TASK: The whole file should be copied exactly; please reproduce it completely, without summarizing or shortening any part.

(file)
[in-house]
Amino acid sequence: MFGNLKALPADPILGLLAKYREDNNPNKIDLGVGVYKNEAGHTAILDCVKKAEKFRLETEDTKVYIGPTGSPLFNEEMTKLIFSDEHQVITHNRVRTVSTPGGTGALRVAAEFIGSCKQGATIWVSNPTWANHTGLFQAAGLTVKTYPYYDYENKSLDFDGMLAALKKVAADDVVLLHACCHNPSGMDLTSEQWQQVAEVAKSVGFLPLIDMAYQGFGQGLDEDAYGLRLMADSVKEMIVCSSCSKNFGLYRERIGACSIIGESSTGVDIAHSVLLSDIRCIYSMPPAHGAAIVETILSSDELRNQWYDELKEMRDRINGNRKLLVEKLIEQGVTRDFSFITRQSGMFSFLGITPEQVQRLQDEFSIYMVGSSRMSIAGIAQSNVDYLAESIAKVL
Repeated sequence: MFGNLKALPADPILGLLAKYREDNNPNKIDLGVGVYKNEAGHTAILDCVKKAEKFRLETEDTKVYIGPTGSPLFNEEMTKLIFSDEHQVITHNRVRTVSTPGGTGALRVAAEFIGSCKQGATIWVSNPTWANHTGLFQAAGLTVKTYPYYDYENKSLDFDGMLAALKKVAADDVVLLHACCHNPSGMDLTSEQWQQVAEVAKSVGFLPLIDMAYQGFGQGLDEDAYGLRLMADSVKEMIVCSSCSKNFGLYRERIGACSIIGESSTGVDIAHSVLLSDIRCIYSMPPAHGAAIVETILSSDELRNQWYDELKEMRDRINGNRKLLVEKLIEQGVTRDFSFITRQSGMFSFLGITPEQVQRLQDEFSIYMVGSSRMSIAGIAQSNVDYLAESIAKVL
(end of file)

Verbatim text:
[in-house]
Amino acid sequence: MFGNLKALPADPILGLLAKYREDNNPNKIDLGVGVYKNEAGHTAILDCVKKAEKFRLETEDTKVYIGPTGSPLFNEEMTKLIFSDEHQVITHNRVRTVSTPGGTGALRVAAEFIGSCKQGATIWVSNPTWANHTGLFQAAGLTVKTYPYYDYENKSLDFDGMLAALKKVAADDVVLLHACCHNPSGMDLTSEQWQQVAEVAKSVGFLPLIDMAYQGFGQGLDEDAYGLRLMADSVKEMIVCSSCSKNFGLYRERIGACSIIGESSTGVDIAHSVLLSDIRCIYSMPPAHGAAIVETILSSDELRNQWYDELKEMRDRINGNRKLLVEKLIEQGVTRDFSFITRQSGMFSFLGITPEQVQRLQDEFSIYMVGSSRMSIAGIAQSNVDYLAESIAKVL
Repeated sequence: MFGNLKALPADPILGLLAKYREDNNPNKIDLGVGVYKNEAGHTAILDCVKKAEKFRLETEDTKVYIGPTGSPLFNEEMTKLIFSDEHQVITHNRVRTVSTPGGTGALRVAAEFIGSCKQGATIWVSNPTWANHTGLFQAAGLTVKTYPYYDYENKSLDFDGMLAALKKVAADDVVLLHACCHNPSGMDLTSEQWQQVAEVAKSVGFLPLIDMAYQGFGQGLDEDAYGLRLMADSVKEMIVCSSCSKNFGLYRERIGACSIIGESSTGVDIAHSVLLSDIRCIYSMPPAHGAAIVETILSSDELRNQWYDELKEMRDRINGNRKLLVEKLIEQGVTRDFSFITRQSGMFSFLGITPEQVQRLQDEFSIYMVGSSRMSIAGIAQSNVDYLAESIAKVL